Central Oregon Fire Chiefs Announce Seasonal Burning Closure of Sunset on May 31, 2017

The Central Oregon Fire Chiefs Association (COFCA) has announced the date of closing for residential and private lands open debris burning across the tri-county region in Deschutes, Crook and Jefferson Counties.  Fire Chiefs from the local municipal and rural fire departments, along with State and Federal partners have determined due to existing environmental conditions this year that outdoor burning of debris and agricultural burns on private lands will close as of sunset on May 31, 2017.

 

Sisters-Camp Sherman Fire District Chief Roger Johnson strongly urges homeowners to prepare their property for the upcoming fire season now before there is smoke on the horizon. Fortunately, there are alternatives to burning yard debris. The spring FireFree events in Deschutes and Jefferson counties provides this opportunity for local residents to dispose of their debris inexpensively and legally. The FireFree days will begin on June 2 and 3, 2017 for Sisters area residents and will be available for selected dates during the month in numerous locations to all Central Oregon residents.

 

Central Oregon Fire Chief’s federal partners (US Forest Service & Bureau of Land Management) will still be performing prescribed burns throughout the region in preparation of fire season even after burn season closes on private lands. These prescribed burns will be conducted under carefully planned conditions such as: with federal fire resources, professional fire managers and firefighters on scene, favorable weather conditions and carefully planned land plots. These prescribed burns improve forest health and reduce the forest fuels in order to lower the wildfire risk to our communities that is ever present later in the season when the conditions are even more extreme.

 

Residents are strongly encouraged to contact their local fire protection agencies for additional burning information and regulations. All Central Oregon fire departments and rural fire districts will continue to monitor weather and fuel moisture conditions in their district and may make modifications on a day-to-day basis.  Please call your local outdoor burning information line for your current conditions. If conditions become dryer, individual agencies may choose to close local burning sooner.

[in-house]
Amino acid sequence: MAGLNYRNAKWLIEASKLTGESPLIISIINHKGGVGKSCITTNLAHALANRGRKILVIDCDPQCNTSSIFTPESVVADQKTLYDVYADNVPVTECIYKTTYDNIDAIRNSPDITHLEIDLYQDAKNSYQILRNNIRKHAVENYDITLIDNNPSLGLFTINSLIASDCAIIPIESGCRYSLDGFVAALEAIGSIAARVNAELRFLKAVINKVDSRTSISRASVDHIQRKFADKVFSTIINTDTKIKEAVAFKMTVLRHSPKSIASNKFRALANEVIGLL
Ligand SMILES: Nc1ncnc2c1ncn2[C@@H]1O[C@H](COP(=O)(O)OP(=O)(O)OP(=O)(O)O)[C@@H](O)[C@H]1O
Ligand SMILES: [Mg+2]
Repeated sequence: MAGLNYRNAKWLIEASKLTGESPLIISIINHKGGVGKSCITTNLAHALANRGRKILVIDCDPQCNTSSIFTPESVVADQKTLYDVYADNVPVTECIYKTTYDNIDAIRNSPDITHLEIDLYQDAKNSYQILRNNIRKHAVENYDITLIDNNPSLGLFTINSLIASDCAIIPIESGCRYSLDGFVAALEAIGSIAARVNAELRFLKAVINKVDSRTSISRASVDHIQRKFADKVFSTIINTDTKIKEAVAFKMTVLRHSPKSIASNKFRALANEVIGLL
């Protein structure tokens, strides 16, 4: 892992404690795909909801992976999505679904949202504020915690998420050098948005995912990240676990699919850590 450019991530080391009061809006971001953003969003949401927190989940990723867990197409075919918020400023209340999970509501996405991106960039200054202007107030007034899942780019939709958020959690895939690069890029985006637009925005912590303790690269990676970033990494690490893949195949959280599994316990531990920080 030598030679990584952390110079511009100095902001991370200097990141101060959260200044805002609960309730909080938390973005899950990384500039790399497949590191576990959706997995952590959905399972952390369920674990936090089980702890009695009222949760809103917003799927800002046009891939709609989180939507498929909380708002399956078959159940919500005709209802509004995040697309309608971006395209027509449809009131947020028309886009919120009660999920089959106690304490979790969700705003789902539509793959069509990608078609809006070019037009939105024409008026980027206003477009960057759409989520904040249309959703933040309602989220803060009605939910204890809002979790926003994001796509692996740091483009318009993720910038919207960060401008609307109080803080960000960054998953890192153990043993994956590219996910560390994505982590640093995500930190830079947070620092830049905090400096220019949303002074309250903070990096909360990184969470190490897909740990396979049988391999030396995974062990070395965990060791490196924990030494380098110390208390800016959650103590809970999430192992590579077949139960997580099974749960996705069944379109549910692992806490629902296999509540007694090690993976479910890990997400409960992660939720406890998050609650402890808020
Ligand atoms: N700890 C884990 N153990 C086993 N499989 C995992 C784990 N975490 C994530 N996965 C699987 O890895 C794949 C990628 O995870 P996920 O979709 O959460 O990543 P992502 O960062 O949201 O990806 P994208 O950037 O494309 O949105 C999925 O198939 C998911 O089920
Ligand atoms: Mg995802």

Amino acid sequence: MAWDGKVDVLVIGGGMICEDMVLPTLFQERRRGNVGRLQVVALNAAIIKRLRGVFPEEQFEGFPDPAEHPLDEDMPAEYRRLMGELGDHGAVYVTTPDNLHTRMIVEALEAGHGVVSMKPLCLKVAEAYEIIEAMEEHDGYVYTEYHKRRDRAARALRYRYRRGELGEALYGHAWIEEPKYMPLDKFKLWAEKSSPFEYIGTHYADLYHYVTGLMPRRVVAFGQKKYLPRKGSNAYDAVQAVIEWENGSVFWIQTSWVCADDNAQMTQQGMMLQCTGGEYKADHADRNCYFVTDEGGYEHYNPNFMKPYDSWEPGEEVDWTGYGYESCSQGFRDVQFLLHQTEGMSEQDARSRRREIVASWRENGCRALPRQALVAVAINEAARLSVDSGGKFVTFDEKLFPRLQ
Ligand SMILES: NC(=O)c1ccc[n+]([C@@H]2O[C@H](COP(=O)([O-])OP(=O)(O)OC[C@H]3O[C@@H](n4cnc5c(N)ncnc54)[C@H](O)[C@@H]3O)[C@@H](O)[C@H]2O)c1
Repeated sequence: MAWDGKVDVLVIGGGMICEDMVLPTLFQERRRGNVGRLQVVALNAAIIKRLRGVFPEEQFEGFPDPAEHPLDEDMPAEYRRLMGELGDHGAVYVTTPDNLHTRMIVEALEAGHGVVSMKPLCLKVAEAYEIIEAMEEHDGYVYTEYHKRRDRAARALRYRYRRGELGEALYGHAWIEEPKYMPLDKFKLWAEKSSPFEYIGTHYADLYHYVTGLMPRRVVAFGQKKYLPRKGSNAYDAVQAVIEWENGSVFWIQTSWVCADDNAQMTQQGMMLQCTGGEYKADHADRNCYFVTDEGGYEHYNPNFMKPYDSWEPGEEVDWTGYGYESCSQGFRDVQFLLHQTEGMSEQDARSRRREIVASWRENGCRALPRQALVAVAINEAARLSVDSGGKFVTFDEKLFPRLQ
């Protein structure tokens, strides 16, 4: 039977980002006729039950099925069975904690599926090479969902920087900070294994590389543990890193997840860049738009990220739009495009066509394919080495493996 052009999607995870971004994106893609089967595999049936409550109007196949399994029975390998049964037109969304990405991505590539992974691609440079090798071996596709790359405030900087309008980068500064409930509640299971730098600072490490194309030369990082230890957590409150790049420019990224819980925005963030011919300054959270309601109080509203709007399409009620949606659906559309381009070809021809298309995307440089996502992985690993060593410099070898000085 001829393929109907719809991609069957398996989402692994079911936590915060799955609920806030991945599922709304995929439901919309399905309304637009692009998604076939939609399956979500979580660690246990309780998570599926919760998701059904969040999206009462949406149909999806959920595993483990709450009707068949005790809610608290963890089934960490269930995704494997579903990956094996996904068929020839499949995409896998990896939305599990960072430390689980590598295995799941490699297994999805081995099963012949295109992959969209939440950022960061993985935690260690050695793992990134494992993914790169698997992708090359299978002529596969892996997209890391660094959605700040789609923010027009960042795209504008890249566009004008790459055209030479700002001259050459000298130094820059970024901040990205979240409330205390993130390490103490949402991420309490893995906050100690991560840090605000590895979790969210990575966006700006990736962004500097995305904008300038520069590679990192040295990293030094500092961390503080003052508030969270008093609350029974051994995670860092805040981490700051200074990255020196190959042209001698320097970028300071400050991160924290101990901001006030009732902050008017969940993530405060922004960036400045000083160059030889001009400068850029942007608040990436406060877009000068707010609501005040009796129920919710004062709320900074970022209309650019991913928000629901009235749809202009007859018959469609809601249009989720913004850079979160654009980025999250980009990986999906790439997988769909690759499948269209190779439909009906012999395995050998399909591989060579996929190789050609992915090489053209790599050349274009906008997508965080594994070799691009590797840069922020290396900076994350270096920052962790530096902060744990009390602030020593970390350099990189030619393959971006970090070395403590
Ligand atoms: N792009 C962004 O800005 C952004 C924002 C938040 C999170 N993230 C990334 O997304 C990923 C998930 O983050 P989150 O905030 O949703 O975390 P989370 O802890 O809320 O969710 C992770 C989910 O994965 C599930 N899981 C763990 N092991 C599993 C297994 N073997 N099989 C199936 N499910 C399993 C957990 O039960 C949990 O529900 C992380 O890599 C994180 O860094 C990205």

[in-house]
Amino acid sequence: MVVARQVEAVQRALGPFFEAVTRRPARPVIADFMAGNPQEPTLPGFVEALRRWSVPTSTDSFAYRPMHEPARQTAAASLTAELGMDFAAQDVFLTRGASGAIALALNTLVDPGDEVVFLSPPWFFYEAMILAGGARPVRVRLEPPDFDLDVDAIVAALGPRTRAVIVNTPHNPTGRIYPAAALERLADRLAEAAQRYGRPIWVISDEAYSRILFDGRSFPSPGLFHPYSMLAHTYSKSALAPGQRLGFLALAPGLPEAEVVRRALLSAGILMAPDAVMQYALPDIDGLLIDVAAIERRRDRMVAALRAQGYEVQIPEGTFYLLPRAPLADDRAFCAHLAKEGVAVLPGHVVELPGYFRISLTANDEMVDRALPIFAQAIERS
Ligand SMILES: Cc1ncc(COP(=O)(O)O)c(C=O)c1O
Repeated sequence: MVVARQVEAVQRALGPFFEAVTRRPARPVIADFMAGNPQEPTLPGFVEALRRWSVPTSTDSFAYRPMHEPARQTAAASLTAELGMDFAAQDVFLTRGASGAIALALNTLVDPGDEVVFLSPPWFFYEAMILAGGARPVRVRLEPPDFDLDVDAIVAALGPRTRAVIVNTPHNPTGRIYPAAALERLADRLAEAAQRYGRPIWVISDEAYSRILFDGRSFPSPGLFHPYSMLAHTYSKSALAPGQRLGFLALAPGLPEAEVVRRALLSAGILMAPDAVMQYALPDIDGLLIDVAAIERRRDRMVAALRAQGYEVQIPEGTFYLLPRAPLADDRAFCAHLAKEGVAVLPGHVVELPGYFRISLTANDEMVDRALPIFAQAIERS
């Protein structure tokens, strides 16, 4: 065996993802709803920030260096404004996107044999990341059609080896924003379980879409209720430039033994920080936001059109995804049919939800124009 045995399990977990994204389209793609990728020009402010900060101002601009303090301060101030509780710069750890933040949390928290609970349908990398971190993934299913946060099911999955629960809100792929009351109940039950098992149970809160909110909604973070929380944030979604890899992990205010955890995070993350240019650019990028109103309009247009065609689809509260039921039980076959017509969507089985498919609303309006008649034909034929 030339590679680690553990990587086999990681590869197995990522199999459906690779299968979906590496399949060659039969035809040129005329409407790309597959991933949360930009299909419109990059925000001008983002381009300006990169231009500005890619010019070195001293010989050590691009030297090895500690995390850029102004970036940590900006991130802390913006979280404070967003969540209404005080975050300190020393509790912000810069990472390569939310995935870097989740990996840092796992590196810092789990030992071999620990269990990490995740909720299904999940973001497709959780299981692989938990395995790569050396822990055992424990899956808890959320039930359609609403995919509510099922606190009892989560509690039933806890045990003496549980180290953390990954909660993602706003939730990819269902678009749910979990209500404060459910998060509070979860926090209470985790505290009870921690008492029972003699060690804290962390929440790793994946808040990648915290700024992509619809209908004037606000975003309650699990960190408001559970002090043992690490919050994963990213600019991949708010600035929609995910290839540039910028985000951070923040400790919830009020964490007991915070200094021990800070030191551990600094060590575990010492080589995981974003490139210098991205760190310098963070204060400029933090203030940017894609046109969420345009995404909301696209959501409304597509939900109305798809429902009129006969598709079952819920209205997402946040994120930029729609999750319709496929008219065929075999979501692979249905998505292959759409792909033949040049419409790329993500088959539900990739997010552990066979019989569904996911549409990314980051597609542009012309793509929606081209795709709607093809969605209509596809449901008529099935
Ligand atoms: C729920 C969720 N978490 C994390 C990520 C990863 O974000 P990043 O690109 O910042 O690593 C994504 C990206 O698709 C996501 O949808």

For More Information Contact:

 

Black Butte Ranch Fire District

541-595-2288 office

www.blackbutteranchfire.com

 

Cloverdale Rural Fire Protection District

541-389-2345 office

541-548-4815 burn information

www.cloverdalefire.com

 

Sisters-Camp Sherman Fire District

541-549-0771 office

541-549-2333 burn information

www.sistersfire.com

 

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SISTERS-CAMP SHERMAN FIRE DISTRICT OFFERS FREE HELMETS TO SISTERS AREA KIDS

The Sisters-Camp Sherman Fire District received a $200 grant from the Sisters Kiwanis Community Service Foundation to provide bicycle helmets to Sisters area children who are in need of one.  With the grant funding, the Fire District was able to purchase 28 bicycle helmets sized toddler through extra-large.

Safe Kids Oregon reports that every two minutes, a child is treated in an emergency room for an unintentional cycle-related incident.  Helmet use is the most effective way to reduce bicycle-related fatalities.   In Oregon all children under the age of 16 must wear a helmet.  Using a helmet can reduce the risk of serious head injury in children by 78%.